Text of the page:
Jean-Philippe RAMEAU (1683 - 1764)
Les Fêtes d’Hébé (1739)
Dessus - Sophie Daneman /Sarah Connolly/Maryseult Wieczorek/Gaelle Mechaly
Haute-contres - Jean-Paul Fouchécourt/Paul Agnew
Basses - Luc Coadou/Thierry Felix/Matthieu Lecroart/Laurent Slaars
Les Arts Florissants/William Christie
rec. 21-28 January 1997, Salle Wagram, Paris
ERATO 2564 65887-3 [74.47 + 74:57]
Robert Hugill approved of William Christie’s recording of Zoroastre (see review), and with hardly if any competition when it comes to a complete recording of Rameau’s Les Fêtes d’Hébé making a recommendation of this release has to be the easiest task on the planet. There are a few suites-from recordings including another Erato disc from John Eliot Gardiner along with a suite from Dardanus, but these compete on different territory.This particular recording won the Gramophone 1998 Best Early Opera award as well, doing no harm at all to the reputation of William Christie and Les Arts Florissants.
The work is an example of a highly popular 18th century French genre, the Opéra-ballet. There is a loose narrative in the piece, but in essence each ‘entrée’ is a kind of vignette, and there would have been little need for the sensitive aristocracy to tire themselves out trying to follow complicated plot lines as the gods on Mount Olympus went through a sequence of scenes involving allegories about poetry, a sacrifice, a battle, consultation of the Oracle, a marriage, Mercury stirring everything up just when we thought it had all been resolved and your standard lively happy ending.
As you would expect from a classic early-music performance of this kind we have crisp harpsichord textures, tight string ensemble and recorders providing upper wind contrast, bassoons for added depth and rousing horns for extra drama, and percussion for some of the more energetic dances. Of course the singers are a vital element, and this is a very strong cast indeed. Pure-sounding but full-blooded singing from the sopranos in the early stages sets the tone, and the men are all very good as well. It hardly seems fair to pick out favourites, and the articulation is so good you could almost imagine being able to understand and follow the texts just by listening. These are unfortunately not given in the booklet, and other than a synopsis in English, French and German there is precious little else other than a full track listing, though the synopsis does throw in a few nuggets of extra information about some of Rameau’s own sources for the work. William Christie’s team included long-term working relationships with excellent singers such as Jean-Paul Fouchécourt, and the synergy between all involved is palpable.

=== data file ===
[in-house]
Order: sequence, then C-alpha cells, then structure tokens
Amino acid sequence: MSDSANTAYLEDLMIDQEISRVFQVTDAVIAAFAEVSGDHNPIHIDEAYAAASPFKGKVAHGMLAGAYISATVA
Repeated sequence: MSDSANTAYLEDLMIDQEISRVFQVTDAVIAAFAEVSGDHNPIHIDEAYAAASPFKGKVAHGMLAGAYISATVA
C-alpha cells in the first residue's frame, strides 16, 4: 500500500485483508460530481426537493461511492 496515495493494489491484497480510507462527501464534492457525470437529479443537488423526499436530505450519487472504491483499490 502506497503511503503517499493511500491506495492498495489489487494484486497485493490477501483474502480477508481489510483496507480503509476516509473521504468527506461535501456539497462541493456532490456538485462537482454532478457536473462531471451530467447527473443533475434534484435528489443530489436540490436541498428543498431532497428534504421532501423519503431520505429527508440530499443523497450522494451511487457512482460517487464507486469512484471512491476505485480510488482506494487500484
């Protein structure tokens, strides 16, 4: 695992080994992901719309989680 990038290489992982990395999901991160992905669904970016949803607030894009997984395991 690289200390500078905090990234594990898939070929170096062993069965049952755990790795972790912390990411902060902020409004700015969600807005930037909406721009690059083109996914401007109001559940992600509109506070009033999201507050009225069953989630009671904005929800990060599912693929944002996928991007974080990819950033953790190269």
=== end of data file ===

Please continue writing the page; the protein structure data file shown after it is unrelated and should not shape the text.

Rameau’s score is packed full of gorgeous music, and if you want to sample some go to the top of CD 2, where the Oracle goes through dances both mournful and fun-filled to predict Iphise’s happy future. There is a stunning sopranino recorder in the Gavottes, some bagpipes in the Musette numbers further on in Scène 6, and some delicious wind ensemble work to go with it. The final miniature Contradanse is certainly worth waiting for, but in reality every number is its own highlight. The musical equivalent of a sophisticated variety act, with large numbers of relatively short, contrasting pieces, one can understand why this kind of work would have been all the rage in 1739. Superbly recorded, the whole thing is a French baroque delight from start to finish.
A French baroque delight from start to finish.